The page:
Festive lift-off for Mi Pueblo

Mi Pueblo on First Street.

Mi Pueblo toned down its exterior paint job to cool a
controversy over acceptable colors, but inside the store this
weekend the grand-opening atmosphere couldn’t have been
Mi Pueblo toned down its exterior paint job to cool a controversy over acceptable colors, but inside the store this weekend the grand-opening atmosphere couldn’t have been brighter.

A fully stocked Mi Pueblo was packed with customers Friday. The colors absent on the outside are present inside: green, red, yellow, pink and baby blue. Walls are covered in miniature replicas of bright Mexican homes and colloquial buildings, and a buzz of Spanish traveled through the store.

Customers lined up at the deli counters to buy marinated beef jerky, pig legs, whole octopi, Oaxaca cheese, tamales and salsas. The store is lined with fresh produce, meats, fish, Mexican bread and dairy products; while a fast food counter sells tacos, flautas, chicken and beef drowned in green salsa and agua de Jamaica – a popular milky drink sprinkled with cinnamon.

“I always went to Mi Pueblo in San Jose,” said San Martin resident Irma Ramos perusing the dairy section of the store with her mother. “When it was warm, I went there every weekend so we could have a barbecue in the garden with the family. We’re happy because it’s very difficult to park in San Jose.”

But it was not very easy to park here either.

Cars circled the lot of the Town Plaza shopping center trying to find a spot in a parking lot filled to the brim. Mi Pueblo blasted Ranchera music throughout the mall.

Mayor Al Pinheiro, Councilman Dion Bracco and planning commissioners Ben Anderson, Kai Lai, Brad Bannister, among others, were shown around the store Friday morning. The official ribbon-cutting ceremony was held Saturday.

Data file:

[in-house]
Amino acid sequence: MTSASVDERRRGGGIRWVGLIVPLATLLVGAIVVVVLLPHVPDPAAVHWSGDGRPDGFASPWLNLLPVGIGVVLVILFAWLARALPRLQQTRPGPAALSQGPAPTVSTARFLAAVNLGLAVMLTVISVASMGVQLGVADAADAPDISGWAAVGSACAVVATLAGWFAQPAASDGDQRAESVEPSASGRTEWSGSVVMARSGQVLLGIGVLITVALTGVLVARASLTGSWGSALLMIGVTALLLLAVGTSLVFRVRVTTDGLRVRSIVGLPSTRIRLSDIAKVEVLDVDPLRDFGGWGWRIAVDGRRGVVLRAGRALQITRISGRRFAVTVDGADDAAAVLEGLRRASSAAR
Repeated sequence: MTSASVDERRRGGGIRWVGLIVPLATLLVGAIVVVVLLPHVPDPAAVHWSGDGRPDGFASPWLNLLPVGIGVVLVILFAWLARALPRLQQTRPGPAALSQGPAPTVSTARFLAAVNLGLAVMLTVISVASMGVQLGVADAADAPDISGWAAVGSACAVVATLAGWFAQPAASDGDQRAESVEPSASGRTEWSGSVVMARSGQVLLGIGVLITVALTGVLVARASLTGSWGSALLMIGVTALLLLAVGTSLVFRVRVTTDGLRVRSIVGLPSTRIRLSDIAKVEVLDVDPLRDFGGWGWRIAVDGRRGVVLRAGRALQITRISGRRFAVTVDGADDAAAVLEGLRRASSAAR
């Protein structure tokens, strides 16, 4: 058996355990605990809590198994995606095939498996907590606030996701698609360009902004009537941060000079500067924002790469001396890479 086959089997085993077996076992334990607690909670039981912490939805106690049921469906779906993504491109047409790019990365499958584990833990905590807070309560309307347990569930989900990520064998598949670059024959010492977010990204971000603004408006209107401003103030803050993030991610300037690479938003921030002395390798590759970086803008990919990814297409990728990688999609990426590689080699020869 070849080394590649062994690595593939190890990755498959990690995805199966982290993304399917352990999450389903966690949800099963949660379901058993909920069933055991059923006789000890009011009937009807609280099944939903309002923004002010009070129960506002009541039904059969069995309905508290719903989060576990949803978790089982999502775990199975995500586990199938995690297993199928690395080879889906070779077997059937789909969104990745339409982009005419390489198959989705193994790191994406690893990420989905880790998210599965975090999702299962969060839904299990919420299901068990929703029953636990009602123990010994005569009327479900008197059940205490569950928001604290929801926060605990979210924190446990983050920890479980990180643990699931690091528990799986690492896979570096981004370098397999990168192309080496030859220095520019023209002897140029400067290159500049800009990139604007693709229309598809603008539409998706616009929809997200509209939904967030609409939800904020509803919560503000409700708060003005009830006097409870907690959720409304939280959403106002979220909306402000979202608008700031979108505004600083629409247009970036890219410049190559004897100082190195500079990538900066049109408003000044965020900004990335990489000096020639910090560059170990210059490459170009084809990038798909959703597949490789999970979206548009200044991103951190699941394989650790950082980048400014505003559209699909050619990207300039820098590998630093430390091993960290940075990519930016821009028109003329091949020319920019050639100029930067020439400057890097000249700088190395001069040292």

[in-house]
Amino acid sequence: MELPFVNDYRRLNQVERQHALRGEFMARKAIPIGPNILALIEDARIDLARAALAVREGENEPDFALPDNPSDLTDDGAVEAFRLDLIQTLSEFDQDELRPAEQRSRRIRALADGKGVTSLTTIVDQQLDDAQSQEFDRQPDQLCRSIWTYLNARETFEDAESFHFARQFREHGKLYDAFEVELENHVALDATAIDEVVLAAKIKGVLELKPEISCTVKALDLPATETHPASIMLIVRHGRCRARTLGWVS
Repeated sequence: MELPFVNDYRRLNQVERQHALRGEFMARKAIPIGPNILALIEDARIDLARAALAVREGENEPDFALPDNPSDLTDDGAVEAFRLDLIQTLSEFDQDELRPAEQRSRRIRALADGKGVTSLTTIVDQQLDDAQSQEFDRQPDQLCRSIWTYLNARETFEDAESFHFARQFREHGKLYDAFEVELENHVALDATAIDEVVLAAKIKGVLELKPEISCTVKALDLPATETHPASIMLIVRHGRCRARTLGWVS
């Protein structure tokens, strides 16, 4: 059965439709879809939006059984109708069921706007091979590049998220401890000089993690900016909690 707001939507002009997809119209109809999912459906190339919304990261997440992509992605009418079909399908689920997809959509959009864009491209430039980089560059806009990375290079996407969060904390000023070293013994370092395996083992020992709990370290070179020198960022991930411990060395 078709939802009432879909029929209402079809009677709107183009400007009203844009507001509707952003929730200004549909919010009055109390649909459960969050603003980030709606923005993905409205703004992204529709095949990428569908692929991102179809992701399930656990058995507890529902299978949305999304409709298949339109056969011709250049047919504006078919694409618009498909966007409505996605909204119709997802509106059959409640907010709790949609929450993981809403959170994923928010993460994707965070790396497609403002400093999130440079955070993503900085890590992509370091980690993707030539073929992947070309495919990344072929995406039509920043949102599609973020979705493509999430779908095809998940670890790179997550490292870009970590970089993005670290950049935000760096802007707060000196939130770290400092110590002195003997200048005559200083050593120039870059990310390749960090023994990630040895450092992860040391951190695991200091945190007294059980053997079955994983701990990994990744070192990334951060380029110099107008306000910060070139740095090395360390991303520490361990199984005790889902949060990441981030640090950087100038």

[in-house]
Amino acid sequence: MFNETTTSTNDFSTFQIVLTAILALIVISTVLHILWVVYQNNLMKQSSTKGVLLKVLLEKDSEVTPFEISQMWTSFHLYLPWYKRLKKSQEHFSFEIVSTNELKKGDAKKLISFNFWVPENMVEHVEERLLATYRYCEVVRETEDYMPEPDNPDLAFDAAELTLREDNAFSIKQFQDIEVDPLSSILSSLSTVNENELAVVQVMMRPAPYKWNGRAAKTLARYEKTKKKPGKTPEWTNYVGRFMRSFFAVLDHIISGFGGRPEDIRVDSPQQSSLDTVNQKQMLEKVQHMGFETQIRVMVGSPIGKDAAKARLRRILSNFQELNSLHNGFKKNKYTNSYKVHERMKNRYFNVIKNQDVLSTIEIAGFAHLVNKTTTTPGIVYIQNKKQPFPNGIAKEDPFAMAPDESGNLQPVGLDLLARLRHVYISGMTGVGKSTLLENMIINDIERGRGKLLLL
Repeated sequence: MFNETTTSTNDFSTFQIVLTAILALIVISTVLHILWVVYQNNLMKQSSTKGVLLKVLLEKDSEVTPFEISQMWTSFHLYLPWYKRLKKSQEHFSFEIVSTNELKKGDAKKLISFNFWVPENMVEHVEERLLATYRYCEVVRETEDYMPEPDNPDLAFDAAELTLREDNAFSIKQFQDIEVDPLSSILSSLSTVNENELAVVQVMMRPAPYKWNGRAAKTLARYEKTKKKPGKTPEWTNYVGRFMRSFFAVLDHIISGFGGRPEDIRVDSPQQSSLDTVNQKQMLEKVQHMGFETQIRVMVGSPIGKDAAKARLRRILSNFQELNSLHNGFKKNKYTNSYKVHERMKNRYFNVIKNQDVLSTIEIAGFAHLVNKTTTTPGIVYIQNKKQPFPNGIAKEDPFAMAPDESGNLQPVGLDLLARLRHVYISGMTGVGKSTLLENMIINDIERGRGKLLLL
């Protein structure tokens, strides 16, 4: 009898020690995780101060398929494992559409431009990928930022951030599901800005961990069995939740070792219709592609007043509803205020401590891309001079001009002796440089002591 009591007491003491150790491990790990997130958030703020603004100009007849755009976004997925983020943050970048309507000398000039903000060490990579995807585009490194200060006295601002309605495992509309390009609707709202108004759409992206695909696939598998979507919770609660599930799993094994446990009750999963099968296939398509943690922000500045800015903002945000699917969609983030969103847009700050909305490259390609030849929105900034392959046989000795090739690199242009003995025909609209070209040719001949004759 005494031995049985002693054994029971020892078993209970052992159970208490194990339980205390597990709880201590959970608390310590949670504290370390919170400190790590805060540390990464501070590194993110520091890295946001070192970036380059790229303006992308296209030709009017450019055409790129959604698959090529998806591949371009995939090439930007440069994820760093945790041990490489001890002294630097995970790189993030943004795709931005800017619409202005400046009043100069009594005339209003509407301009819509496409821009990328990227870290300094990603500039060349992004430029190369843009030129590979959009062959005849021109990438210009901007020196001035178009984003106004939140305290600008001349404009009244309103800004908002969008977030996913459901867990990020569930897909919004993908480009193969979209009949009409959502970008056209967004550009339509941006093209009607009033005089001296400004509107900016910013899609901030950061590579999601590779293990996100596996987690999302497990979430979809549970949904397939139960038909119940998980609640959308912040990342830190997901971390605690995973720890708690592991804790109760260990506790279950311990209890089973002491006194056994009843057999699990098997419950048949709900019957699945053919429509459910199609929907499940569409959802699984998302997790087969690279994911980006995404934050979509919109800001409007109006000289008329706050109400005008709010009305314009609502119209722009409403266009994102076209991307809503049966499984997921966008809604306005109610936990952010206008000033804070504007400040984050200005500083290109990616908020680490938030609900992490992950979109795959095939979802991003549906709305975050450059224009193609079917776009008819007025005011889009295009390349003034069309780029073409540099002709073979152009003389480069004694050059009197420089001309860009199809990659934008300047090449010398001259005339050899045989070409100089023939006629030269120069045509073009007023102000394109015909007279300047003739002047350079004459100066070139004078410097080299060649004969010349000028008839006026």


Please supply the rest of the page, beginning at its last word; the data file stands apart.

Lai, who asked Mi Pueblo to gather input from neighbors at the Oct. 7 Planning Commission meeting, said Friday that he liked the variety in the store after purchasing a bag of Lady’s Fingers – small bananas – chicken cut butterfly-style and Manila mangoes.

“I used to have to drive to San Jose,” he said.

Lai said he did not agree with Pinheiro’s assessment of the Planning Commission’s deliberation process. He said a vague City Code, which asks that new developments to be “harmonious” with surrounding buildings, was to blame for past contention on Mi Pueblo.

“There are different interpretations of the word ‘harmonious,’ ” he said.

After a controversial process, Mi Pueblo has opened its doors, and many of the tensions that developed among city officials due to its bright facade have subsided.

“We are good friends and we argue,” Lai said of Pinheiro, who owns an insurance company on First Street. “He’s my travel and insurance agent and I wouldn’t change that. This is how this town is. ”

The Hispanic foods store’s bright colors sparked a fiery discussion among nearby store tenants, residents, planning commissioners and council members last month. Even Pinheiro took a stand on the color scheme.